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Undergraduate business students’ perception of auditing: impact of proximity and knowledge on auditors’ stereotype

Undergraduate business students’ perception of auditing: impact of proximity and knowledge on... This study aims to explore undergraduate students’ stereotypes of auditing and the influence of knowledge of the profession and its sources on the stereotype.Design/methodology/approachThis study is based on a questionnaire distributed among 360 undergraduate business students at 21 higher education institutions in Spain.FindingsThe study reveals that undergraduate business students consider auditors competent and ethical. Auditing is viewed as an interesting and rigorous activity, which requires high responsibility and contributes significantly to society. Students perceive that the auditing career is difficult but contributes to professional development. The knowledge acquired through business studies influences the creation of a positive image of the profession and of auditors.Practical implicationsThe profession could benefit from the fact that having more information about the profession improves students’ perceptions of it. The provision of auditing courses through the degree and related activities to increase the visibility of the profession during the first years of the degree could improve the auditor stereotype and enhance students’ intentions to enter this profession.Originality/valuePrevious studies have analyzed the image of the accounting professional as a homogeneous professional status. This study specifically addresses the image of auditors, who are at the core of the traditional accounting domain. It analyzes the influence of sources of knowledge (academic training, having familiars and media) on auditors’ stereotypes. Moreover, it provides evidence concerning the perceptions of the new generations (Gen Z). http://www.deepdyve.com/assets/images/DeepDyve-Logo-lg.png Managerial Auditing Journal Emerald Publishing

Undergraduate business students’ perception of auditing: impact of proximity and knowledge on auditors’ stereotype

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Publisher
Emerald Publishing
Copyright
© Emerald Publishing Limited
ISSN
0268-6902
DOI
10.1108/maj-07-2020-2739
Publisher site
See Article on Publisher Site

Abstract

This study aims to explore undergraduate students’ stereotypes of auditing and the influence of knowledge of the profession and its sources on the stereotype.Design/methodology/approachThis study is based on a questionnaire distributed among 360 undergraduate business students at 21 higher education institutions in Spain.FindingsThe study reveals that undergraduate business students consider auditors competent and ethical. Auditing is viewed as an interesting and rigorous activity, which requires high responsibility and contributes significantly to society. Students perceive that the auditing career is difficult but contributes to professional development. The knowledge acquired through business studies influences the creation of a positive image of the profession and of auditors.Practical implicationsThe profession could benefit from the fact that having more information about the profession improves students’ perceptions of it. The provision of auditing courses through the degree and related activities to increase the visibility of the profession during the first years of the degree could improve the auditor stereotype and enhance students’ intentions to enter this profession.Originality/valuePrevious studies have analyzed the image of the accounting professional as a homogeneous professional status. This study specifically addresses the image of auditors, who are at the core of the traditional accounting domain. It analyzes the influence of sources of knowledge (academic training, having familiars and media) on auditors’ stereotypes. Moreover, it provides evidence concerning the perceptions of the new generations (Gen Z).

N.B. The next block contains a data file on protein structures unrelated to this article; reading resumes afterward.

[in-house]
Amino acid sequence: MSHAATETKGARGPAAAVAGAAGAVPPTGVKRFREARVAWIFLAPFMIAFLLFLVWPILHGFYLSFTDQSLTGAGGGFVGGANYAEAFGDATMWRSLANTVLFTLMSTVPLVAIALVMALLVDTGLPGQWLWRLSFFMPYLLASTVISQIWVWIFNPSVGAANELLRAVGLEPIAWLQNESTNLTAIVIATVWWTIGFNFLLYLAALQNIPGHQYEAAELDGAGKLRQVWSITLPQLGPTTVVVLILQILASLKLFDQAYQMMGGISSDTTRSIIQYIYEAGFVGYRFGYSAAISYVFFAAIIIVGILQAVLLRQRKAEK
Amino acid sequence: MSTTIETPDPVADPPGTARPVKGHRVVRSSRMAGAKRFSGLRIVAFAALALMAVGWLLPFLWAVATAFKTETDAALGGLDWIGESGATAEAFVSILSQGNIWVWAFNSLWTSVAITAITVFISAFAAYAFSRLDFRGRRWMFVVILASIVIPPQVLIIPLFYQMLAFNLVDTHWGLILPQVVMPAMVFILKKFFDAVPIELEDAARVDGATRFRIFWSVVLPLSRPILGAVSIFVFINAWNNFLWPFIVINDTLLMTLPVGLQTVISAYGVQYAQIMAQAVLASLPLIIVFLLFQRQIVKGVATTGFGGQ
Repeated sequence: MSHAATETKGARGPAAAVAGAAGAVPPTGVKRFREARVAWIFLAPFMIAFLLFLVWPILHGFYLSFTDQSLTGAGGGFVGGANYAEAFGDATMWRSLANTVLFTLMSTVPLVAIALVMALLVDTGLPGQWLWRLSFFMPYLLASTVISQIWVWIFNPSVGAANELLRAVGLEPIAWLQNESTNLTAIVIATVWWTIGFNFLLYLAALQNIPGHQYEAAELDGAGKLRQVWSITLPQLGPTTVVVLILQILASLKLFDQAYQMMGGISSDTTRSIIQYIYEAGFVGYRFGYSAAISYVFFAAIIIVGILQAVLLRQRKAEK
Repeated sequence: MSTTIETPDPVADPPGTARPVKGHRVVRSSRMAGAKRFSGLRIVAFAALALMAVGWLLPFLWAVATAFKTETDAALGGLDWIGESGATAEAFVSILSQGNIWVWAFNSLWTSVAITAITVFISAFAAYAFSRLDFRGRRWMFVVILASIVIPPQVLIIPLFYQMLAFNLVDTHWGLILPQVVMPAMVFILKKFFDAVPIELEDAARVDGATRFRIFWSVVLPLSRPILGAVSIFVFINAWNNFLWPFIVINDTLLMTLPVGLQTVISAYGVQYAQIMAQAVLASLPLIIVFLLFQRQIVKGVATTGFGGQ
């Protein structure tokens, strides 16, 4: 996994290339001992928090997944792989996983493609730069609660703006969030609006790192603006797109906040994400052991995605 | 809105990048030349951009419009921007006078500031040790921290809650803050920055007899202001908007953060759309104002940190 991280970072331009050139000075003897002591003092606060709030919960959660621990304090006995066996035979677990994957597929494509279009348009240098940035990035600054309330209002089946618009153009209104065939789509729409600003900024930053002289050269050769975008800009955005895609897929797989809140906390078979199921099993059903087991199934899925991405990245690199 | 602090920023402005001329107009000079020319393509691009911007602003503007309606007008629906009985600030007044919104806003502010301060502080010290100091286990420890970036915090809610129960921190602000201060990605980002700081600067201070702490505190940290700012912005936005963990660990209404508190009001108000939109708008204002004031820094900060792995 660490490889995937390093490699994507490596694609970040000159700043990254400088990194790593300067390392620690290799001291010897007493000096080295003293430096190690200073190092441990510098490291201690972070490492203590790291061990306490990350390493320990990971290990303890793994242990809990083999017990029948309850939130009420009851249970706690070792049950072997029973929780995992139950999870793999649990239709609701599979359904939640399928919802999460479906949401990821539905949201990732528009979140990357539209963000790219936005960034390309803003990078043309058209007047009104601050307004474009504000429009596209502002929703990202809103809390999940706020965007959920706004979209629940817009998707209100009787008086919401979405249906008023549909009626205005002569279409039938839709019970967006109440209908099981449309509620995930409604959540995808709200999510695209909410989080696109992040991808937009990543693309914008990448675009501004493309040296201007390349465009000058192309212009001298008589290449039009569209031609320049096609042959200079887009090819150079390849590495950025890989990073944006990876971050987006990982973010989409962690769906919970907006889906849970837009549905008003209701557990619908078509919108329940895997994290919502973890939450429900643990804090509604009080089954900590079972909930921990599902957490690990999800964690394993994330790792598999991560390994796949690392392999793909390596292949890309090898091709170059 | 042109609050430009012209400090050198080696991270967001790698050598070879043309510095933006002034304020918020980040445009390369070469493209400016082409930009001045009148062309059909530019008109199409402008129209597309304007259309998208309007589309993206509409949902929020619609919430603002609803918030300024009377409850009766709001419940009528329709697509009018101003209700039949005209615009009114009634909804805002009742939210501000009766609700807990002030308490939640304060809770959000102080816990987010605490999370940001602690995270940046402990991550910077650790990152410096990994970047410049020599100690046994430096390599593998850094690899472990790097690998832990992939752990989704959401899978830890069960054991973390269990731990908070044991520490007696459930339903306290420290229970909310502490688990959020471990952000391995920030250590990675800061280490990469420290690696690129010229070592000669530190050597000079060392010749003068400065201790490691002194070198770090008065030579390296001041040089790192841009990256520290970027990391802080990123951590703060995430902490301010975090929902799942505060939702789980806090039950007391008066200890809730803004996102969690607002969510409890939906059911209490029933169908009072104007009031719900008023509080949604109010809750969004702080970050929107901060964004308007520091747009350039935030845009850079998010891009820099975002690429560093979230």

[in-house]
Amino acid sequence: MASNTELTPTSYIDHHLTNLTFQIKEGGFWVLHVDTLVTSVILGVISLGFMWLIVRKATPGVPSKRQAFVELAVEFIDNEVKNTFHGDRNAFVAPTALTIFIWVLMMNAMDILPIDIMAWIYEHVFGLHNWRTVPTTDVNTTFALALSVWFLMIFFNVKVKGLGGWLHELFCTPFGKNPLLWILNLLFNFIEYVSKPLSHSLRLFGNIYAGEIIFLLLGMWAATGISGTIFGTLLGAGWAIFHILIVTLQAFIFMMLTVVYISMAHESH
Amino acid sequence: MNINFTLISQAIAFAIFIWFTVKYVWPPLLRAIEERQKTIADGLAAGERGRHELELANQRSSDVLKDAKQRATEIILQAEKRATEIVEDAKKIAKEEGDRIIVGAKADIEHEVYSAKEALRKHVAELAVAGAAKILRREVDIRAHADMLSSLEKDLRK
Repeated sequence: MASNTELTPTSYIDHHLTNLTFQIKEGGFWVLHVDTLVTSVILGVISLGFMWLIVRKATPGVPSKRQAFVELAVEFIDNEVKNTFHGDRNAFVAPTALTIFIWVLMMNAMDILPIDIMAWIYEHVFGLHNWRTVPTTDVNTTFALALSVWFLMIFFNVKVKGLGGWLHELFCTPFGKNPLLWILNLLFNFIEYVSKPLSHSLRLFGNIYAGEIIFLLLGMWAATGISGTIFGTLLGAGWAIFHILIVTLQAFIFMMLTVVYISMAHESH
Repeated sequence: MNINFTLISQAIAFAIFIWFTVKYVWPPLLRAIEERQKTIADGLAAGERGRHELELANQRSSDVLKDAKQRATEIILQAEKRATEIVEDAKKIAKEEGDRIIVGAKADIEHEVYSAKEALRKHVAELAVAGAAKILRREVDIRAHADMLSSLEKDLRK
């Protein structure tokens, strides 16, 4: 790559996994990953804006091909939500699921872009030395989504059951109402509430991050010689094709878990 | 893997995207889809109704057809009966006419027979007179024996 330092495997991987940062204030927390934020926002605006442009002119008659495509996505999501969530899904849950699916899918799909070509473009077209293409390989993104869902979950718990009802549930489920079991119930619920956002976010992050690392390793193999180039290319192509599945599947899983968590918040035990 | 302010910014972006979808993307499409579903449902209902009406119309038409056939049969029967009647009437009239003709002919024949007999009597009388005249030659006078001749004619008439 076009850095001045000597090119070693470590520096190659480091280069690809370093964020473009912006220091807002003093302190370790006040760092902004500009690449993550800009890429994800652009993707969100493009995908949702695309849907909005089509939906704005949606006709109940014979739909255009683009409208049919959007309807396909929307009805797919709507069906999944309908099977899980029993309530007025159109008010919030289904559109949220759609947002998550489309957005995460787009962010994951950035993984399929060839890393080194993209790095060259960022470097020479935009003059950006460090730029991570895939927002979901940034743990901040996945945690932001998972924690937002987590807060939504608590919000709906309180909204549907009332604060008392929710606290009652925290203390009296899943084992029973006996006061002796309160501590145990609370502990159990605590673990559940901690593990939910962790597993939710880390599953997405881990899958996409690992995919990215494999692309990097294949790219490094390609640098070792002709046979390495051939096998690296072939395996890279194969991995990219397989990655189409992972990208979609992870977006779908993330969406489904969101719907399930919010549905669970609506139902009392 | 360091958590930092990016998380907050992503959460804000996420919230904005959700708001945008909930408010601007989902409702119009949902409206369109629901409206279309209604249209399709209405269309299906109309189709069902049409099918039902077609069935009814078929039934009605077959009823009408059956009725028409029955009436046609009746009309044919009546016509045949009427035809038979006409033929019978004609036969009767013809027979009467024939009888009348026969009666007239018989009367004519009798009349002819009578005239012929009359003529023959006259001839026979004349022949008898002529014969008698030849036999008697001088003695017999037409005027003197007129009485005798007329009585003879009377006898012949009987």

Journal

Managerial Auditing JournalEmerald Publishing

Published: Aug 10, 2021

Keywords: Stereotypes; Students’ perceptions; Business studies; Auditing; Proximity; Academic training

References